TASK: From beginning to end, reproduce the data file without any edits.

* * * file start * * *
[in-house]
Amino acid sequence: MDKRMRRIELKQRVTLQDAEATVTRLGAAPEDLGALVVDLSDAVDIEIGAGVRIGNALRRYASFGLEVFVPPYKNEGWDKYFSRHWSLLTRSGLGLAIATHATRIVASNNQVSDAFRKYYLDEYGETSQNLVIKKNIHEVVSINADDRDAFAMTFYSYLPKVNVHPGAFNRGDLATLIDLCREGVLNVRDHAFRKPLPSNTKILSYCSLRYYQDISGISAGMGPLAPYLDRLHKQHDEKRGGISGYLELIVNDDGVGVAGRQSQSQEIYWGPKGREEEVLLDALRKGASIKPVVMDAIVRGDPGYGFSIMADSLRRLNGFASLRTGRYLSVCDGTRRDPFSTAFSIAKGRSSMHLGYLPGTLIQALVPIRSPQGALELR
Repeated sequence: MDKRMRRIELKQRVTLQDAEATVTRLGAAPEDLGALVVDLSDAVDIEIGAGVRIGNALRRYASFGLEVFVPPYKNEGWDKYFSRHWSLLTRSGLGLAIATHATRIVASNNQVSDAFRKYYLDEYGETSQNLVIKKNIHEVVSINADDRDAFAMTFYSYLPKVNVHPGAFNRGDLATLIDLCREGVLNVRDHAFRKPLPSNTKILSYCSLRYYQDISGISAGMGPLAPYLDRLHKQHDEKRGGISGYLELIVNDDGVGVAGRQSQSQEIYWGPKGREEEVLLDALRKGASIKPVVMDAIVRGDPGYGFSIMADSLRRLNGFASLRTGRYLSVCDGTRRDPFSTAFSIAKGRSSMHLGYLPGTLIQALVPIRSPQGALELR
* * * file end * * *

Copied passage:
[in-house]
Amino acid sequence: MDKRMRRIELKQRVTLQDAEATVTRLGAAPEDLGALVVDLSDAVDIEIGAGVRIGNALRRYASFGLEVFVPPYKNEGWDKYFSRHWSLLTRSGLGLAIATHATRIVASNNQVSDAFRKYYLDEYGETSQNLVIKKNIHEVVSINADDRDAFAMTFYSYLPKVNVHPGAFNRGDLATLIDLCREGVLNVRDHAFRKPLPSNTKILSYCSLRYYQDISGISAGMGPLAPYLDRLHKQHDEKRGGISGYLELIVNDDGVGVAGRQSQSQEIYWGPKGREEEVLLDALRKGASIKPVVMDAIVRGDPGYGFSIMADSLRRLNGFASLRTGRYLSVCDGTRRDPFSTAFSIAKGRSSMHLGYLPGTLIQALVPIRSPQGALELR
Repeated sequence: MDKRMRRIELKQRVTLQDAEATVTRLGAAPEDLGALVVDLSDAVDIEIGAGVRIGNALRRYASFGLEVFVPPYKNEGWDKYFSRHWSLLTRSGLGLAIATHATRIVASNNQVSDAFRKYYLDEYGETSQNLVIKKNIHEVVSINADDRDAFAMTFYSYLPKVNVHPGAFNRGDLATLIDLCREGVLNVRDHAFRKPLPSNTKILSYCSLRYYQDISGISAGMGPLAPYLDRLHKQHDEKRGGISGYLELIVNDDGVGVAGRQSQSQEIYWGPKGREEEVLLDALRKGASIKPVVMDAIVRGDPGYGFSIMADSLRRLNGFASLRTGRYLSVCDGTRRDPFSTAFSIAKGRSSMHLGYLPGTLIQALVPIRSPQGALELR